Historian and biographer Richard Norton Smith has a mantra. "There's no excuse for a dull book, a dull museum or a dull speech," he says. "Especially when dealing with history -- the most fascinating subject I know."
Campus and community residents will have the opportunity to see Smith practice what he preaches as the fourth speaker in the Edgar Lecture Series, hosted at Eastern Illinois University. His talk, "The Triumph of Politics: Abraham Lincoln at 200," will begin at 7 p.m. Tuesday, April 21, at The Theatre, located in the Doudna Fine Arts Center.
Admission is free and open to the public. A public reception will follow in the building's concourse.
The Edgar Lecture Series, established in 2007 by former Illinois Governor Jim Edgar and his wife, Brenda, in continuing support of their alma mater, allows the university to host two speakers a year -- one in the fall and one in the spring. Lectures are to focus primarily on state government and shall address current issues in state government and their historical implications.
The Edgars personally launched the series, with the former governor and first lady speaking in the fall and spring, respectively, of the 2007-2008 academic year. Mike Lawrence, Edgar's former press secretary and senior policy adviser, spoke in Fall 2008.
Smith first met Edgar nearly a decade ago while serving as the director of the Gerald R. Ford Museum in Grand Rapids, Mich. A few years later, as the founding director of the Abraham Lincoln Presidential Library and Museum, Smith was able to "spend a fair amount of time" with the former governor since Edgar, at the time, was serving as president of the ALPLM Foundation. He continues to serve on the board of directors.
The two men's association was "one of the most pleasant parts" of the job, Smith said, adding that he was delighted to have been invited as a speaker in the Edgar Lecture Series.
Smith hopes to both educate and entertain his audience as he discusses Lincoln who, the historian says admiringly, "was someone who never stopped growing."
"Lincoln was still very much a work in progress" -- personally, politically and morally -- even toward the end of his presidency, Smith added.
Consider, for example, that Lincoln led the country during the Civil War. But as a young man, Lincoln spent less than three months in the military, serving first as a captain and later a private, during the Black Hawk War in his adopted state of Illinois. His lack of military experience was evident when, as president, Lincoln went through general after general before achieving success with Ulysses S. Grant.
And "the country paid a price" for his earlier decisions, Smith said.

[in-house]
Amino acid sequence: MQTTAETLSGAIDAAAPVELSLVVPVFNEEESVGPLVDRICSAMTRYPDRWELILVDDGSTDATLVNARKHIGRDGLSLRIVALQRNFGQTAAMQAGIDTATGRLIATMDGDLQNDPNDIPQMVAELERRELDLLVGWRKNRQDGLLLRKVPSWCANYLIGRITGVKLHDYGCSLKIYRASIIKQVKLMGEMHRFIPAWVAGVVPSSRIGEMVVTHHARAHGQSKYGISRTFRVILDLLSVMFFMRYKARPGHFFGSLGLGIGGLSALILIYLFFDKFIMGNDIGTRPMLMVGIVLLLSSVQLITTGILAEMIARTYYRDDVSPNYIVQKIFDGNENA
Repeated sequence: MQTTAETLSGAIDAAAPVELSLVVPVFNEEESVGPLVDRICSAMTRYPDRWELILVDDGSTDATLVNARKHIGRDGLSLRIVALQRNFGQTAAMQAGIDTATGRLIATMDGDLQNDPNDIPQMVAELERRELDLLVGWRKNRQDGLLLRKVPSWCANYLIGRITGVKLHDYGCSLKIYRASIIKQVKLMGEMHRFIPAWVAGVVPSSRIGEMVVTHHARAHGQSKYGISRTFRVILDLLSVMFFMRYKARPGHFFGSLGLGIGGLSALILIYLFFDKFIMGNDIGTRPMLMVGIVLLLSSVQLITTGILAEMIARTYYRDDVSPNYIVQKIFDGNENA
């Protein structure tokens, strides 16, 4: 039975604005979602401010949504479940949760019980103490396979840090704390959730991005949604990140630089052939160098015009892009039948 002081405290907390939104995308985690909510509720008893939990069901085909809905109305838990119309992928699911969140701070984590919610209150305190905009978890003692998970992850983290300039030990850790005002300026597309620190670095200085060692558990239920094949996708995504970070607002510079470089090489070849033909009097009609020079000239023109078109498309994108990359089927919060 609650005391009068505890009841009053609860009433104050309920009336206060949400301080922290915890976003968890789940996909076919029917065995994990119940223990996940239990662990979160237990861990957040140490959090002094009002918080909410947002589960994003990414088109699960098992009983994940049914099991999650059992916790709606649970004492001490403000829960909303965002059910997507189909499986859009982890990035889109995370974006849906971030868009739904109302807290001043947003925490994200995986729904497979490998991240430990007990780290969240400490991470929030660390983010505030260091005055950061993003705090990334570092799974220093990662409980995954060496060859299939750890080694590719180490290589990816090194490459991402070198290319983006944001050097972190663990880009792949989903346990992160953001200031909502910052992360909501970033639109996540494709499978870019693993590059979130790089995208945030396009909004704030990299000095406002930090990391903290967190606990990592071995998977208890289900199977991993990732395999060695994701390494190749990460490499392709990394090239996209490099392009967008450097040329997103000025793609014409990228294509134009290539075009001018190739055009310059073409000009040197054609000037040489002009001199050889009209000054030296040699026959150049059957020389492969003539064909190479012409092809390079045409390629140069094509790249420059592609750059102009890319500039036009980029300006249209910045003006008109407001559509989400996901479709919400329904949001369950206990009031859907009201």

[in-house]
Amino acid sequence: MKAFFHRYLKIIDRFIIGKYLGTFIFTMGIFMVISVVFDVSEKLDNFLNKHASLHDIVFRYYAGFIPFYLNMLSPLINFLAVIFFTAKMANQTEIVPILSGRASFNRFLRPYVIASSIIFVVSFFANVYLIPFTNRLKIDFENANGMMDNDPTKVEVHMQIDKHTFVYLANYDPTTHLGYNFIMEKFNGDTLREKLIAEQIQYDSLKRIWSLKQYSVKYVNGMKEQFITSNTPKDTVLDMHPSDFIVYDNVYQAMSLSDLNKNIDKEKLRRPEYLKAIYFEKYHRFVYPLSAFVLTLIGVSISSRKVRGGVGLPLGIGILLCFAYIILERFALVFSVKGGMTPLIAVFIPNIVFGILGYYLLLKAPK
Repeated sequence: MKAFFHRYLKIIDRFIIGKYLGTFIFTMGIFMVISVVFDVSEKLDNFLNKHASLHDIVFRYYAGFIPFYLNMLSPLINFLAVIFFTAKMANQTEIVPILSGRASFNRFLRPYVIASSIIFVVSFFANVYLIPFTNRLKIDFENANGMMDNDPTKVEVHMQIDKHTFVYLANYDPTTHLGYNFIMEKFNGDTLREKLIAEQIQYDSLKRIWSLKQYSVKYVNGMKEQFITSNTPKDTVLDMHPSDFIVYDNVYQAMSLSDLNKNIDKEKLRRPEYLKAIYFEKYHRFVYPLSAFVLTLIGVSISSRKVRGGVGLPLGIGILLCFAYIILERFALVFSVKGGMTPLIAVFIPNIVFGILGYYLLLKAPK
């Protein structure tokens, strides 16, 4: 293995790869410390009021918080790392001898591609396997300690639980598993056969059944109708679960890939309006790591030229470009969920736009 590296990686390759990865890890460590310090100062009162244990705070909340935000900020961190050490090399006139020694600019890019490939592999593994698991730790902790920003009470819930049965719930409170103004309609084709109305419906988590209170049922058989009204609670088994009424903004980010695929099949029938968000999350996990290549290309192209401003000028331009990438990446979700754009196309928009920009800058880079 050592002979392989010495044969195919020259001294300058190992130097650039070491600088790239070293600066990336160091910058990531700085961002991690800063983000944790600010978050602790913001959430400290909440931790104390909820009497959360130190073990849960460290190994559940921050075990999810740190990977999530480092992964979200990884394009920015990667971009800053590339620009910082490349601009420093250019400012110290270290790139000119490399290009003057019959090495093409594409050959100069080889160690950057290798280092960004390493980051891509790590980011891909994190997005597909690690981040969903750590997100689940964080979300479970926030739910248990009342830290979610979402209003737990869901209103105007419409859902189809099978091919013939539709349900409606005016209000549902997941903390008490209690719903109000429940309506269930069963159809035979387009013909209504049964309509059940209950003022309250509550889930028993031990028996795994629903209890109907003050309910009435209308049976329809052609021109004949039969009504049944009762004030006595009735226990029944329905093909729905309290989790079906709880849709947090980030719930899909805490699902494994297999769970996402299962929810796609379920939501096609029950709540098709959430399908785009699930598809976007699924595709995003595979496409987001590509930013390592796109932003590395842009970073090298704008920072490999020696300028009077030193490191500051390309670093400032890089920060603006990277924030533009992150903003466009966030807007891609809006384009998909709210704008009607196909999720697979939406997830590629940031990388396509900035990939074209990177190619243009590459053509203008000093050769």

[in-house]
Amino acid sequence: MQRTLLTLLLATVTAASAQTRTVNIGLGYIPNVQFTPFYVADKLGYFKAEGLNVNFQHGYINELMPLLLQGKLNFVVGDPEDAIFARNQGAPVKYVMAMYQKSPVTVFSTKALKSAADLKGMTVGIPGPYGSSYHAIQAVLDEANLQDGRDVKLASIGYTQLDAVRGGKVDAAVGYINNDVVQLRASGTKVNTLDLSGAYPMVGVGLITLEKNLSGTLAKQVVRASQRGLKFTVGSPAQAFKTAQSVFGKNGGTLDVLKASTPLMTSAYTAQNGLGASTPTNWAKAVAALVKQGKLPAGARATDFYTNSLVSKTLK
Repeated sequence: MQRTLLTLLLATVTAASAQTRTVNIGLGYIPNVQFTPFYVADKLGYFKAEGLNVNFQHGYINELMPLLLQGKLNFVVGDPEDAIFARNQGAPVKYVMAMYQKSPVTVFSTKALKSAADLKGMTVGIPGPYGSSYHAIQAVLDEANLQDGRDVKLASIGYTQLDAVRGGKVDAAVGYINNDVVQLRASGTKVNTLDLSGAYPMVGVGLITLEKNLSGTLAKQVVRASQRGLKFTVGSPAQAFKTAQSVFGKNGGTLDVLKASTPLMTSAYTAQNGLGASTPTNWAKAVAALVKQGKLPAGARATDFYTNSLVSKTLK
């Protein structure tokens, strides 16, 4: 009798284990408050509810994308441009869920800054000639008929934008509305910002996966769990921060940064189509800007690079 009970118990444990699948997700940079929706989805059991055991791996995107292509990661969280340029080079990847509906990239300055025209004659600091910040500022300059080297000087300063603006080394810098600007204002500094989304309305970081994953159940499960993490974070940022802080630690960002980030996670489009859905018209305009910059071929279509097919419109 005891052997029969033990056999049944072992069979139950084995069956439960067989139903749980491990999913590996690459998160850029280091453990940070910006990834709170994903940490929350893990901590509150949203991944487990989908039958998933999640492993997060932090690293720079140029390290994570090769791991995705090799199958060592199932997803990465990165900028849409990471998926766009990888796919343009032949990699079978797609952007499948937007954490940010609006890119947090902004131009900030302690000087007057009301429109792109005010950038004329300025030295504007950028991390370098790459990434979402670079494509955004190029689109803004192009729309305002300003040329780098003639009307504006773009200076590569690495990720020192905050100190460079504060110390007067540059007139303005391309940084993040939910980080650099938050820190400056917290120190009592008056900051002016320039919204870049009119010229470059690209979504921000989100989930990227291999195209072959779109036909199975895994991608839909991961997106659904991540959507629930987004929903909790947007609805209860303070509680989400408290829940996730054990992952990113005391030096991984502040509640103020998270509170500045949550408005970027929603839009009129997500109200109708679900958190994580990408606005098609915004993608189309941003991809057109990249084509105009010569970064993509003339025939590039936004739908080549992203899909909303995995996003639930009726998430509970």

Additionally, even at the end of his life, Lincoln continued to rethink some of his own prejudices. Over time, the war had essentially evolved from a fight over states' rights to a conflict over human rights. During his final public speech, Lincoln spoke of blacks' right to vote -- a radical idea for the time. A young man -- an actor by the name of John Wilkes Booth -- was in attendance and, reportedly, was quoted as commenting to companions, "That's the last speech he'll ever make."
Smith, who currently serves as scholar-in-residence at George Mason University in suburban Washington D.C., maintains an "unstuffy approach to the past," which has made him a familiar face to viewers of ABC, C-SPAN and the "News Hour with Jim Lehrer."A 1975 Harvard graduate, he is the author of eight books; his "Thomas E. Dewey and His Times" was a finalist for the 1983 Pulitzer Prize.
He is presently working on a full-scale biography of New York Governor and Vice President Nelson A. Rockefeller.
Between 1987 and 2001, Smith served as director of the Herbert Hoover Presidential Library and Museum in West Branch, Iowa; the Dwight D. Eisenhower Center in Abilene, Kan.; the Ronald Reagan Presidential Library, the Ronald Reagan Presidential Foundation and the Reagan Center for Public Affairs in Simi Valley, Calif.; and the Gerald R. Ford Museum and Library in Grand Rapids and Ann Arbor, Mich. respectively.
While in Grand Rapids, Smith became especially close to former President Gerald Ford, who personally asked Smith to deliver Ford's final eulogy. Smith did so upon Ford's death in January 2007.
In 2001, Smith became director of the Robert J. Dole Institute of Politics at the University of Kansas, where he supervised construction of the institute's landmark home and launched several high profile programs. In October 2003, he was appointed founding director of the ALPLM in Springfield ; during this same period, he served as executive director of a revitalized Abraham Lincoln Presidential Library Foundation, which doubled its endowment under his leadership.